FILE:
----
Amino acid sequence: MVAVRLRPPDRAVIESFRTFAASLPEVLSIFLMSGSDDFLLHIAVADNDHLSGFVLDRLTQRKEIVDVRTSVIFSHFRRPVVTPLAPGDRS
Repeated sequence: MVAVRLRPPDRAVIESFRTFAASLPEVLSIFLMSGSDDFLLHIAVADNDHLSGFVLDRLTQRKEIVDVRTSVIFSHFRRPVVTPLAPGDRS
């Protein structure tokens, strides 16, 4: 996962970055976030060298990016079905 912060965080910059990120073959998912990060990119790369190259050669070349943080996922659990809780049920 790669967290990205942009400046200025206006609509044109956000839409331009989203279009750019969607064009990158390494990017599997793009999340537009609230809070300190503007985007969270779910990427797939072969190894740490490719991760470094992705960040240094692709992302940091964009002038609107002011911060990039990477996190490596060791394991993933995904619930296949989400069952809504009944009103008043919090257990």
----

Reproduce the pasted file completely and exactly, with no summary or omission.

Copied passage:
Amino acid sequence: MVAVRLRPPDRAVIESFRTFAASLPEVLSIFLMSGSDDFLLHIAVADNDHLSGFVLDRLTQRKEIVDVRTSVIFSHFRRPVVTPLAPGDRS
Repeated sequence: MVAVRLRPPDRAVIESFRTFAASLPEVLSIFLMSGSDDFLLHIAVADNDHLSGFVLDRLTQRKEIVDVRTSVIFSHFRRPVVTPLAPGDRS
């Protein structure tokens, strides 16, 4: 996962970055976030060298990016079905 912060965080910059990120073959998912990060990119790369190259050669070349943080996922659990809780049920 790669967290990205942009400046200025206006609509044109956000839409331009989203279009750019969607064009990158390494990017599997793009999340537009609230809070300190503007985007969270779910990427797939072969190894740490490719991760470094992705960040240094692709992302940091964009002038609107002011911060990039990477996190490596060791394991993933995904619930296949989400069952809504009944009103008043919090257990």